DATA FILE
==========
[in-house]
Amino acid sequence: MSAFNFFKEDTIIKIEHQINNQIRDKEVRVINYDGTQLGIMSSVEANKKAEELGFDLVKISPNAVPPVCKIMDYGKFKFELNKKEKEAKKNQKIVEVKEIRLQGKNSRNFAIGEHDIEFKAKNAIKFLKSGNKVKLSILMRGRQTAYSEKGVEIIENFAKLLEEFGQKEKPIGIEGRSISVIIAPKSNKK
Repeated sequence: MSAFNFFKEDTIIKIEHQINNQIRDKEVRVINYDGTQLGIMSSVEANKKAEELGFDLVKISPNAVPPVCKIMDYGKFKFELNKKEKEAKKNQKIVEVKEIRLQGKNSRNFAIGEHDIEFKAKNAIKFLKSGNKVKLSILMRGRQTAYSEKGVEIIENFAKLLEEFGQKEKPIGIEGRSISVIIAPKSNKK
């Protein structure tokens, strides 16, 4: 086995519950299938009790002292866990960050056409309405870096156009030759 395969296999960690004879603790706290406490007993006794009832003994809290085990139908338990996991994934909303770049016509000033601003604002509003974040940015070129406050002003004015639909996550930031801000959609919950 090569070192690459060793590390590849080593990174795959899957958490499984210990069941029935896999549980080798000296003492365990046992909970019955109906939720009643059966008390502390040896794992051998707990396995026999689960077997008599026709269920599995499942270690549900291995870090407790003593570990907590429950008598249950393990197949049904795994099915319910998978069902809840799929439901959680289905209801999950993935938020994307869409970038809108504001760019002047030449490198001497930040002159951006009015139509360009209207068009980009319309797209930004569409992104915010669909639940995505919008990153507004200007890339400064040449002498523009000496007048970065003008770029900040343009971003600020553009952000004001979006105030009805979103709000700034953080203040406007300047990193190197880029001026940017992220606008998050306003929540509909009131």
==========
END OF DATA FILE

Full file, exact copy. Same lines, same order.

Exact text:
[in-house]
Amino acid sequence: MSAFNFFKEDTIIKIEHQINNQIRDKEVRVINYDGTQLGIMSSVEANKKAEELGFDLVKISPNAVPPVCKIMDYGKFKFELNKKEKEAKKNQKIVEVKEIRLQGKNSRNFAIGEHDIEFKAKNAIKFLKSGNKVKLSILMRGRQTAYSEKGVEIIENFAKLLEEFGQKEKPIGIEGRSISVIIAPKSNKK
Repeated sequence: MSAFNFFKEDTIIKIEHQINNQIRDKEVRVINYDGTQLGIMSSVEANKKAEELGFDLVKISPNAVPPVCKIMDYGKFKFELNKKEKEAKKNQKIVEVKEIRLQGKNSRNFAIGEHDIEFKAKNAIKFLKSGNKVKLSILMRGRQTAYSEKGVEIIENFAKLLEEFGQKEKPIGIEGRSISVIIAPKSNKK
């Protein structure tokens, strides 16, 4: 086995519950299938009790002292866990960050056409309405870096156009030759 395969296999960690004879603790706290406490007993006794009832003994809290085990139908338990996991994934909303770049016509000033601003604002509003974040940015070129406050002003004015639909996550930031801000959609919950 090569070192690459060793590390590849080593990174795959899957958490499984210990069941029935896999549980080798000296003492365990046992909970019955109906939720009643059966008390502390040896794992051998707990396995026999689960077997008599026709269920599995499942270690549900291995870090407790003593570990907590429950008598249950393990197949049904795994099915319910998978069902809840799929439901959680289905209801999950993935938020994307869409970038809108504001760019002047030449490198001497930040002159951006009015139509360009209207068009980009319309797209930004569409992104915010669909639940995505919008990153507004200007890339400064040449002498523009000496007048970065003008770029900040343009971003600020553009952000004001979006105030009805979103709000700034953080203040406007300047990193190197880029001026940017992220606008998050306003929540509909009131």